Europe on the front line without realising it
The world appeared to be quite under control in autumn 2013. The horror of the Syria crisis was more-or-less contained. Nevertheless, GIS has made a number of statements since November 20, 2013, warning about Europe’s defence issues, especially in view of events in the Middle East and North Africa, Russia, and the Far East. GIS also commented on the refugee crisis across the Mediterranean, writes Prince Michael of Liechtenstein.
We highlighted Europe's defence weakness and addressed the lack of strategy and coordination in foreign and security affairs.
Since then, the world has become even more dangerous. There is outright war in eastern Ukraine and enormous tension between Europe and the Russian leadership. The situation is as bad as the worst times during the Cold War.
The Middle East and North Africa have become more radical at the same time. A brutal and aggressive jihadist group calling itself the Islamic State (IS), under the pretext of the Caliphate has started building a state with the intention of controlling the Arab-Islamic world, as made clear in the GIS statement of August 5 .This modern, self-appointed ‘Caliphate’, has no tolerance of other beliefs especially Christians and others like the Yazidi minority. It is a complete contrast to the real Caliphs of the 8th and 9th century which furthered science and were tolerant to minorities.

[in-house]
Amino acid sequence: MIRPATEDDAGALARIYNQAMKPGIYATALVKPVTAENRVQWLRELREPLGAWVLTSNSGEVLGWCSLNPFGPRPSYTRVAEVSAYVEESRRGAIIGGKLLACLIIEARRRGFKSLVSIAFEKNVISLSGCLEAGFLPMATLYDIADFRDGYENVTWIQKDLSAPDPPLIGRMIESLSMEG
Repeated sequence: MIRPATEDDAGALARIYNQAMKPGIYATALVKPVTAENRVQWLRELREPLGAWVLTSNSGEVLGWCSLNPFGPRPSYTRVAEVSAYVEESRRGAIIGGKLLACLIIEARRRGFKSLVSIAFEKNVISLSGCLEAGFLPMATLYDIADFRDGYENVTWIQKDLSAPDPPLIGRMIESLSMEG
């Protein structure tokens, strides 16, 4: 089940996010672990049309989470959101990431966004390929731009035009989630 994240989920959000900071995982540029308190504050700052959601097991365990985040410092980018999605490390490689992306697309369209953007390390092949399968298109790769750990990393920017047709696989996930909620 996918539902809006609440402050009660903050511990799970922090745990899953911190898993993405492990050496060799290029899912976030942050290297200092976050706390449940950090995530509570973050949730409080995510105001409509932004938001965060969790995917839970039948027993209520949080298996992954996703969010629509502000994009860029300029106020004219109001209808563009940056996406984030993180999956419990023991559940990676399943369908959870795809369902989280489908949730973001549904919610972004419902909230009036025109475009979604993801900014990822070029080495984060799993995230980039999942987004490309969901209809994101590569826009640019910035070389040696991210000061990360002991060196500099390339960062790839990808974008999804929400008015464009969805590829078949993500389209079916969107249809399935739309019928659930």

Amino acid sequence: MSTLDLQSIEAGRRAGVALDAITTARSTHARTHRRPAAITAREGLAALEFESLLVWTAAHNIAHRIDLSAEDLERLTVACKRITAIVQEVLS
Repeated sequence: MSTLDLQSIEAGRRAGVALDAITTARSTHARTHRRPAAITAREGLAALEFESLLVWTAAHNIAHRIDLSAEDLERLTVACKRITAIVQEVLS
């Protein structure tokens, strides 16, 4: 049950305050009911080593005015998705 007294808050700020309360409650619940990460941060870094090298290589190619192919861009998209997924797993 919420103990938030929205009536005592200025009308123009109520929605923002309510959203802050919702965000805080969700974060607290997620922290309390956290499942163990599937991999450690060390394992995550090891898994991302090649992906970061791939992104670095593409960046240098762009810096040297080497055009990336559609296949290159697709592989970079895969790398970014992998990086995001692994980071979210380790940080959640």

America has finally decided to support the fight against the IS wave of slaughter in Iraq. Europe faces the threat of war in Ukraine and an even stronger threat from across the Mediterranean.
Europe is now facing serious problems:
- There is insufficient defensive capacity to support a credible foreign policy and deterrence towards Russia, and the Middle East and North Africa. This is exacerbated by our politicians, and wide sections of the population, who are unprepared to accept the reality of this threat beyond the minor fear of terrorism. Worse still, nobody has the courage to speak out for the need for build up our defence.
- There is no consistent foreign policy vis-a-vis Russia.
- There is no European policy on addressing the issue of refugees. Numbers of refugees have been rising exponentially across the Mediterranean since the beginning of this year.
What is still widely ignored is that these radical developments in the Arab world have huge appeal beyond the Middle East and North Africa. An ever-increasing number of young Europeans are joining the IS group of terrorists.
So what is their motivation? Our societies have failed to convince this young generation - which includes young people who are second and third generation immigrants - of the values we in the West hold dear. This is a major issue which we must address.
Lampedusa refugees – a problem for all Europe